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Edith Gummer MSP Conference 12/16/2013. Knowledge development is not linear, but multi- directional Scientific contributions by multiple researchers,

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Presentation on theme: "Edith Gummer MSP Conference 12/16/2013. Knowledge development is not linear, but multi- directional Scientific contributions by multiple researchers,"— Presentation transcript:

1 Edith Gummer MSP Conference 12/16/2013

2 Knowledge development is not linear, but multi- directional Scientific contributions by multiple researchers, research teams and practitioners are needed An efficient research and development program may require fewer studies as one moves from foundational to impact evaluation studies Implementation research is important for design and development projects and for impact evaluations Outcomes may be education and/or learning in multiple settings 2

3 Improve the quality and pace of findings from education research and development proposals Develop an education infrastructure that supports more rapid and efficient knowledge development Aid NSF and ED in making informed choices about where to invest scarce research and development dollars Provide clarity for the field (and within the two agencies) 3

4 1. Proposals that seek to test, develop, or refine theories of education and learning that advance knowledge acquisition and the factors that facilitate or impede learning 2. Proposals that design and test new approaches to teaching and learning 3. Proposals that investigate some application of practice (e.g.,a new curriculum, a new technology) 4. Proposals that study the impact of an education practice or policy (e.g., what effects are College and Career ready standards in mathematics having on instruction?) 4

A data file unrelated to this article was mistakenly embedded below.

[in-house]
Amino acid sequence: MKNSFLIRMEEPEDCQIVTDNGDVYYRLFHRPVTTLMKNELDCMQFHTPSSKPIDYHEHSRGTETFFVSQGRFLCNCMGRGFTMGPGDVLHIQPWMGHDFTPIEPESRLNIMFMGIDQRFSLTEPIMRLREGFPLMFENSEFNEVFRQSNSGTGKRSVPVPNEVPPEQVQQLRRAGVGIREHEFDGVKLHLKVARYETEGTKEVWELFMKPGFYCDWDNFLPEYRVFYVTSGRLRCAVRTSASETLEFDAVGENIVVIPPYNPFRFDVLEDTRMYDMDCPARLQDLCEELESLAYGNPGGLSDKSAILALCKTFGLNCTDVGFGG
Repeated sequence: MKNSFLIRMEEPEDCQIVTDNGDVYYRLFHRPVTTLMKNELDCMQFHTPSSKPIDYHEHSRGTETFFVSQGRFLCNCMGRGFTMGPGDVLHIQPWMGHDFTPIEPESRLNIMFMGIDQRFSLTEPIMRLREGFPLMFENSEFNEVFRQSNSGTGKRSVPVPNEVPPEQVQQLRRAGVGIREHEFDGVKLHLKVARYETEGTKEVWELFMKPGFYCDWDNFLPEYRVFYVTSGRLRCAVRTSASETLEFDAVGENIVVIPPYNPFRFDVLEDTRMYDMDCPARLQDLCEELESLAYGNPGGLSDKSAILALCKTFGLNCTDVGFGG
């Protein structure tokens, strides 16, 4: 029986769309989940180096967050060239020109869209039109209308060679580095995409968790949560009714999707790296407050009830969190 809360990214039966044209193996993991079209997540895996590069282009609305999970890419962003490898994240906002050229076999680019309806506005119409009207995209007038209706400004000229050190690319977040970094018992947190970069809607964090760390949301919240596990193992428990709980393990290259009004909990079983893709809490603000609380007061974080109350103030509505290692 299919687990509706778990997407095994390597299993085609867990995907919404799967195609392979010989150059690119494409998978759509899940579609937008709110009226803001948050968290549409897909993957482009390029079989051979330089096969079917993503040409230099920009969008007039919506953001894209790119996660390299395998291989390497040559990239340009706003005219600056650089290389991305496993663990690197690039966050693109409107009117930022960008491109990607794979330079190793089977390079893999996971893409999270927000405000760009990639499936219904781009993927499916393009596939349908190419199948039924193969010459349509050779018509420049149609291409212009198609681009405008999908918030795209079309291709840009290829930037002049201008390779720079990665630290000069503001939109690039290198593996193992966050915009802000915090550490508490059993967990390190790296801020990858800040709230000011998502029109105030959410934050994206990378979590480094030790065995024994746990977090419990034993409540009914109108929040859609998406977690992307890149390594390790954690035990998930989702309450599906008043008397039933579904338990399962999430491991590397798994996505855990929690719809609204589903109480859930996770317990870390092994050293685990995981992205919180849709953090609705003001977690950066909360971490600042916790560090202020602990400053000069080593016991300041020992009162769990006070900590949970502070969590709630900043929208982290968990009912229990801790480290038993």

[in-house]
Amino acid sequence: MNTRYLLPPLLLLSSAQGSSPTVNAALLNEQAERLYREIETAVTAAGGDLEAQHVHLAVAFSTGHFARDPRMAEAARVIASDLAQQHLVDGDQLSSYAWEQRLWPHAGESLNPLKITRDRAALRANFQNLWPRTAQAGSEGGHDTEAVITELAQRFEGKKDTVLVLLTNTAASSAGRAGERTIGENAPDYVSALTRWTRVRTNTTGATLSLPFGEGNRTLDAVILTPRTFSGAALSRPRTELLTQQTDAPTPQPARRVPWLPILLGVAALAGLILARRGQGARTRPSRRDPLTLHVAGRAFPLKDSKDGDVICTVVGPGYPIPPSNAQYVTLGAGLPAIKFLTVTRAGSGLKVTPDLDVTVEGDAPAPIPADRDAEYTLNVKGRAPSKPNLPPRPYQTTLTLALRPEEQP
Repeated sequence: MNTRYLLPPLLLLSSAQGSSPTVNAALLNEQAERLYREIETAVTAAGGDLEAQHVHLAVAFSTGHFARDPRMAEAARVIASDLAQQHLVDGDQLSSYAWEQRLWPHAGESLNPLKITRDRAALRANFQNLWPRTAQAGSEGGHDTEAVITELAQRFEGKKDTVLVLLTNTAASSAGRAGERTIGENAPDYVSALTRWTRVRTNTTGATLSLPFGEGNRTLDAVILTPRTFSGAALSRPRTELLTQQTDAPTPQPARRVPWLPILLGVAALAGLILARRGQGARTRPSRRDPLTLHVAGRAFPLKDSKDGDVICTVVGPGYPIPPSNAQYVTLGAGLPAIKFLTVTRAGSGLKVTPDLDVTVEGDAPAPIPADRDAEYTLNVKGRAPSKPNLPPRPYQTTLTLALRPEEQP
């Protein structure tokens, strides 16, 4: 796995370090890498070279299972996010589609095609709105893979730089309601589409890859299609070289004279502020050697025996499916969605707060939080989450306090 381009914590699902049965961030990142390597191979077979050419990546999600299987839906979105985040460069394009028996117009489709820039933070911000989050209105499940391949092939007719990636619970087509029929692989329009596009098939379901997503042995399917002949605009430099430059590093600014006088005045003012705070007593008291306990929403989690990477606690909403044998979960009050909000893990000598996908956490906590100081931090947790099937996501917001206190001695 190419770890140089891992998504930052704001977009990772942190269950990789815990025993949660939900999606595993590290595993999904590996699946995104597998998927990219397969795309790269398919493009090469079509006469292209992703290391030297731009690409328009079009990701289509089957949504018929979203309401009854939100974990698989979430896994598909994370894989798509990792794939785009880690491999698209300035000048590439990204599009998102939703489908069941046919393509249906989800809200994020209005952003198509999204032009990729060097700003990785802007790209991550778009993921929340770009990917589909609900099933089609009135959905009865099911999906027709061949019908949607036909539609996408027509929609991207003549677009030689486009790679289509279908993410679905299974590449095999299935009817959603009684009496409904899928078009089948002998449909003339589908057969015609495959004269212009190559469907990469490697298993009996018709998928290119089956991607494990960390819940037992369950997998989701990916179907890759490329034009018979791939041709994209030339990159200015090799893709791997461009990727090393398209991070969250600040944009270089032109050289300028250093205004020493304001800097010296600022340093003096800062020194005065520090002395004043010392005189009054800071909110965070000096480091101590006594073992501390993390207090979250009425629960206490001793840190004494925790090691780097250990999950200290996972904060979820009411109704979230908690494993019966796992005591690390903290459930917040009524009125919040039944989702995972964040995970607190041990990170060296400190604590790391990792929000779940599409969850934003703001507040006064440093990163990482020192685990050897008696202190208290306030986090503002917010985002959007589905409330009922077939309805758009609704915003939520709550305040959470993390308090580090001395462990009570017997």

5 Foundational research and development Fundamental knowledge that may contribute to teaching and/or learning Early stage/exploratory Examines relationships among constructs to establish logical connections Design and development Design and iteratively develop particular interventions (programs, policies, practices or technologies); can also pilot test fully developed intervention to see if it achieves its intended outcomes 5

6 IMPACT STUDIES Efficacy Studies Estimate the impacts of strategies under optimal conditions of implementation Effectiveness Studies Examine implementation and estimate impacts similar to routine practice but still on a limited scale Scale-up Studies Explore implementation and estimates impacts under conditions that prevail under wide-scale adoption 6

7 Introductory material NSF and ED missions- distinct but complementary Guidelines for six types of research and development proposals Foundational Early Stage and Exploratory Design and Development Impact Studies Efficacy Effectiveness Scale-up Conclusions and recommendations for use 7

8 Section HeadingContent & Example Subheadings Purpose Gives an overview of the Study Type. No subheadings Justification- Entry Significance for policy and/or practice Basis in prior theory & evidence Evidence- Exit Likely project outcomes Plans for the research & development Plan for external feedback 8